Number and frequency of reports

The chart Average cost of claims shows the average cost per report over the last 10 years, based on the actuary's estimate of expected losses.

Average cost of claims

Lawyers Insurance Fund website information

The Lawyers Insurance Fund section of the Law Society's website is an excellent resource for information about the policy and the insurance program. The site is divided into the following five sections:

1. Compulsory insurance

Information about the compulsory policy is provided, along with copies of the 2000 consolidated policy and all subsequent endorsements. General information about the services of the Lawyers Insurance Fund is also available, including:

  • reporting guidelines for lawyers wishing to report claims or potential claims;
  • a list of Claims Counsel for the Fund and the practice areas they handle (Lawyers who would like to discuss a claim or potential claim that has not yet been reported are invited to contact Claims Counsel); and
  • the names of Claims Counsel who are "advance ruling" advisors, able to advise on the Insurer's position on coverage under the policy in the absence of a claim or potential claim.

2. Optional insurance

This section contains information about the optional Business Innocent Insured Coverage Policy available from the Lawyers Insurance Fund. This optional insurance coverage is designed to protect innocent lawyers in firms who may face claims that are otherwise uninsured because the business interests of another lawyer at the firm trigger Exclusion 6.2 of the compulsory policy, the "business exclusion" clause.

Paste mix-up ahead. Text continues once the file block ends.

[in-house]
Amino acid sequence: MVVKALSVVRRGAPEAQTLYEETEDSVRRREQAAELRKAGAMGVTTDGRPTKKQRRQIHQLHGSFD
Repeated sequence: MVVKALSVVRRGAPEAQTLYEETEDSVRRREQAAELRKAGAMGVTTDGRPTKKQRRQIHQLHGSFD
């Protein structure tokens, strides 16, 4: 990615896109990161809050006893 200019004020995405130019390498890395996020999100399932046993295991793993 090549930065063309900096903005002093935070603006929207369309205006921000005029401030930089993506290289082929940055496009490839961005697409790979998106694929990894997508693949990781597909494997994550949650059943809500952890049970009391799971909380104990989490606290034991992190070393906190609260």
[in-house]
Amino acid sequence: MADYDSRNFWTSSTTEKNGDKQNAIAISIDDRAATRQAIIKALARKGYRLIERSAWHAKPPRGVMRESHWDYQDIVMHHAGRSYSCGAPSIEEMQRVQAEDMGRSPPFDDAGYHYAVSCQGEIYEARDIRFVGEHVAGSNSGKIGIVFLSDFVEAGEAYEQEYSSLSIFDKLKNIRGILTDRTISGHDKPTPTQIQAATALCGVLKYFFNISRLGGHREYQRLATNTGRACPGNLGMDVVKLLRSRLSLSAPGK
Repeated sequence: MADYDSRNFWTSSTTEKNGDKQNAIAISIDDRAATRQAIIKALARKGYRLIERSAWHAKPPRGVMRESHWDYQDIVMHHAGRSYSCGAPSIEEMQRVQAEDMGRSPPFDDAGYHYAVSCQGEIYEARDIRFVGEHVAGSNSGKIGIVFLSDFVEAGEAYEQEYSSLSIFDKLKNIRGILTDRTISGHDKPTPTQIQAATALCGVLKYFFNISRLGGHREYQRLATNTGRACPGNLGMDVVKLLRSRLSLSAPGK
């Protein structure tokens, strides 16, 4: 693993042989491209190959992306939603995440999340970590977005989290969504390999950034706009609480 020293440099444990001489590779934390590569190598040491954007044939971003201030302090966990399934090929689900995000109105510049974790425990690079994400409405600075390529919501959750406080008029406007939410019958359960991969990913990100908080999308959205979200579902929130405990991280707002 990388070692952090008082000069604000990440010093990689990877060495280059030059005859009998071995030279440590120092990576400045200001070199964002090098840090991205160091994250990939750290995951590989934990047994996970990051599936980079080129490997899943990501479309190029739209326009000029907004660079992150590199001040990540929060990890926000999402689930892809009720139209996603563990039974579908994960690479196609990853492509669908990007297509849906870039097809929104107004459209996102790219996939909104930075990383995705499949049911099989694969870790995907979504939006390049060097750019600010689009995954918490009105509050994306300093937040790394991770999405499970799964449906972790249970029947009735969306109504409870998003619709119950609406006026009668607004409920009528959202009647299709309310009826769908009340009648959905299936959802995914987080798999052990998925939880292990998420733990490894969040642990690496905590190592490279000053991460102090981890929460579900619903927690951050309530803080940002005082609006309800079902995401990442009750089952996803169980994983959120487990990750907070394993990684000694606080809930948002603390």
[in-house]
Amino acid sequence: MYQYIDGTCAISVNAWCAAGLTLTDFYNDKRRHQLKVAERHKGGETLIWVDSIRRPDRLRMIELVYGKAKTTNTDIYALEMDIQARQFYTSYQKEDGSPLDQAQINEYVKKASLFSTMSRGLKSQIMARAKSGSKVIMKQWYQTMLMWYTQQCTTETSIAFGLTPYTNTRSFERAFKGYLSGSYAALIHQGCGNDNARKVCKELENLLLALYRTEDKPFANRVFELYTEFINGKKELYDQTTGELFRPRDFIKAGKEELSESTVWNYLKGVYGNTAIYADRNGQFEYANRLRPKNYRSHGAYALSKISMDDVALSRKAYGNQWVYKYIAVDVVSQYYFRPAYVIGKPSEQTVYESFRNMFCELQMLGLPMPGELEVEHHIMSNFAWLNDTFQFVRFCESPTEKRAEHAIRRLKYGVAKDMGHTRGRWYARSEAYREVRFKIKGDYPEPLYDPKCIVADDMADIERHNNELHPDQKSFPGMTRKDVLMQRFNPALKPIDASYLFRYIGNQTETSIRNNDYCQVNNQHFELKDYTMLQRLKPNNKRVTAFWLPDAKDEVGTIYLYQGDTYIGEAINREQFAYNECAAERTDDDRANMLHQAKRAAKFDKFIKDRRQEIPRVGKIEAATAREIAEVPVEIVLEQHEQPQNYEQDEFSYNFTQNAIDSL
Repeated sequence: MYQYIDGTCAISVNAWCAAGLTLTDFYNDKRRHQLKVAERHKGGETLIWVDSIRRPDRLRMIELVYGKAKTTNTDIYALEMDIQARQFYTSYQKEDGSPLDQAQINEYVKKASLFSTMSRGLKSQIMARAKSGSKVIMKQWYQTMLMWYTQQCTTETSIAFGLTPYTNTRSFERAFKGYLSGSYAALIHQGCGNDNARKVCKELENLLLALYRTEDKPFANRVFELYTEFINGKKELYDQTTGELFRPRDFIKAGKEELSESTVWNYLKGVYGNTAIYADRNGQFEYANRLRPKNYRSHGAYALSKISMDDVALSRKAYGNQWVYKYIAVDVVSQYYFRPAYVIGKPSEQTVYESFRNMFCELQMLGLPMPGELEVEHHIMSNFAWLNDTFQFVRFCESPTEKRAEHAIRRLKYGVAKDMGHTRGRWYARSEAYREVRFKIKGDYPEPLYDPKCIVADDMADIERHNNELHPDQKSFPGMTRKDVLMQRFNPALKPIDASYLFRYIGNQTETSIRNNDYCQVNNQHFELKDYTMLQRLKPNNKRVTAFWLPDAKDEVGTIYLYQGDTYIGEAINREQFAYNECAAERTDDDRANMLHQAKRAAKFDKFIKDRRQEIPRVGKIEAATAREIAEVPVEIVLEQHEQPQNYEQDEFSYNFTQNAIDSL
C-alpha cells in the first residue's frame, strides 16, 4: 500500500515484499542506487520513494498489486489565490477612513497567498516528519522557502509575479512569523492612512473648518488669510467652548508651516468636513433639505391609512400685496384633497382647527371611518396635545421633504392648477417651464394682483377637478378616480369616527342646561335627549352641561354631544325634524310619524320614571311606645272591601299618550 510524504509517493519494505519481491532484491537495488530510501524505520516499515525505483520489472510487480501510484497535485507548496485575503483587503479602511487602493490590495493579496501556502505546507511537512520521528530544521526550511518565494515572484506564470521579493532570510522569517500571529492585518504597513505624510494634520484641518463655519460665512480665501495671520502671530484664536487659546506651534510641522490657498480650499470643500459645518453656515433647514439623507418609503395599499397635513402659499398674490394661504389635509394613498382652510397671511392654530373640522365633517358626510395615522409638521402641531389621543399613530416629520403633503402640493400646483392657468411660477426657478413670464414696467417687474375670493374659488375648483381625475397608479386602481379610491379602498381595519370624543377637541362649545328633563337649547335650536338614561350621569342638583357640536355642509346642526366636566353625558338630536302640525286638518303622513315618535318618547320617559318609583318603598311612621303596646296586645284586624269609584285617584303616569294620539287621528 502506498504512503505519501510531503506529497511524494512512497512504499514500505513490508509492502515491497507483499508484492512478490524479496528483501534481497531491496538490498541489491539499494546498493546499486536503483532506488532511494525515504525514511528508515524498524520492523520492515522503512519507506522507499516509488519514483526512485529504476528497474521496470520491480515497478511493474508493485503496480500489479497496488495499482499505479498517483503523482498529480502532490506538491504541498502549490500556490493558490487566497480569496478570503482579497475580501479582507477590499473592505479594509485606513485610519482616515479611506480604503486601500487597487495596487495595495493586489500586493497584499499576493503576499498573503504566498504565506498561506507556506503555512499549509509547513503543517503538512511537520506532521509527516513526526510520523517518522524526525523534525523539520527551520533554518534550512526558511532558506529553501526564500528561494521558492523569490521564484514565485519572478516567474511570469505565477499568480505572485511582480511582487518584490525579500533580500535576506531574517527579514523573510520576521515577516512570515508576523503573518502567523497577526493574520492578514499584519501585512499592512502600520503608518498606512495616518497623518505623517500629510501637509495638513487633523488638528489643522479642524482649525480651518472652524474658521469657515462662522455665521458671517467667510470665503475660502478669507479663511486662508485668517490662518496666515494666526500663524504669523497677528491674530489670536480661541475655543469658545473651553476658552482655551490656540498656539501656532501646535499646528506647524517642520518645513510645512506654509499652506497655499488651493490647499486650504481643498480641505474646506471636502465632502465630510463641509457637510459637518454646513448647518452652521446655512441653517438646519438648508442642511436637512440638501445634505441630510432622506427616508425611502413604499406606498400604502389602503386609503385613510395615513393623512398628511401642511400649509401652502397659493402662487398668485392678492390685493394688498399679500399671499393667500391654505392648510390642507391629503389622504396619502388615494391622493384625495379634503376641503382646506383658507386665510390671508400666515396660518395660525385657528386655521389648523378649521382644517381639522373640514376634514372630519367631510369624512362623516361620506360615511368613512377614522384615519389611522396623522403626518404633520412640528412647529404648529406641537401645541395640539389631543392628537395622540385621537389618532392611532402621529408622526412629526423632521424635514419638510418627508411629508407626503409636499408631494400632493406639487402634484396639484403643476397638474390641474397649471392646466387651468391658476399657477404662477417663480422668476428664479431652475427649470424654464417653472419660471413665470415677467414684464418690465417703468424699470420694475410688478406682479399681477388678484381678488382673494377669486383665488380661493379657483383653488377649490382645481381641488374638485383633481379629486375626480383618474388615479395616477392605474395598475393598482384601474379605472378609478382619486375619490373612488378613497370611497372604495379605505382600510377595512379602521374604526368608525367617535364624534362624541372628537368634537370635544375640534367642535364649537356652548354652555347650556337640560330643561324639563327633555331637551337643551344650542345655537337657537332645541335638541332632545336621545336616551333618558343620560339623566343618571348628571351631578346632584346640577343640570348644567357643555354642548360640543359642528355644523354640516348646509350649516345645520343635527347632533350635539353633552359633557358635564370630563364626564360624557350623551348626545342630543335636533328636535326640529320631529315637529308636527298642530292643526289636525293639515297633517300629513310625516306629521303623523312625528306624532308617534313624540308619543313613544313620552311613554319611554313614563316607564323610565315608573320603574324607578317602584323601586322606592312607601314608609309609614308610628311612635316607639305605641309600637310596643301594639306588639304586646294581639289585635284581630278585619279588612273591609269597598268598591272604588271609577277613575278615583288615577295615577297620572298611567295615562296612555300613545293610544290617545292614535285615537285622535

3. Insurance Issues

This section of the site gives online access to recent editions of the Insurance Issues.

4. Alert! bulletins

Alert! is published by the Lawyers Insurance Fund and distributed to all lawyers and articled students in the province to encourage preventive action to avoid liability claims. Recent issues of the publication are available online.

5. Initiatives involving the insurance program

To respond to the needs of BC lawyers, the Law Society has embarked on a number of initiatives developed or supported by the Lawyers Insurance Fund. This section of the site describes some of the more recent initiatives, and offers direct links to further information. The initiatives include:

(a) Public legal services lawyers

As of August, 2002, lawyers employed by not-for-profit community law offices or public advocacy associations that provide legal services to the public at no cost are able to purchase the compulsory policy.

(b) Approved pro bono services

The compulsory policy provides insurance, at no cost, to lawyers who are not otherwise insured (generally, in-house counsel, retired and non-practising lawyers) for any of their pro bono services that are "sanctioned services." For the purpose of coverage, "sanctioned services" require, in part, that a lawyer provide the services through a pro bono program and that both the services and the program are approved by the Law Society.

(c) Solicitor property sales

The coverage provided by the compulsory policy includes coverage for errors made by lawyers in acting for buyers and sellers in the purchase and sale of real property and business assets. The extent of any coverage depends, in part, on the exact nature of the activities undertaken.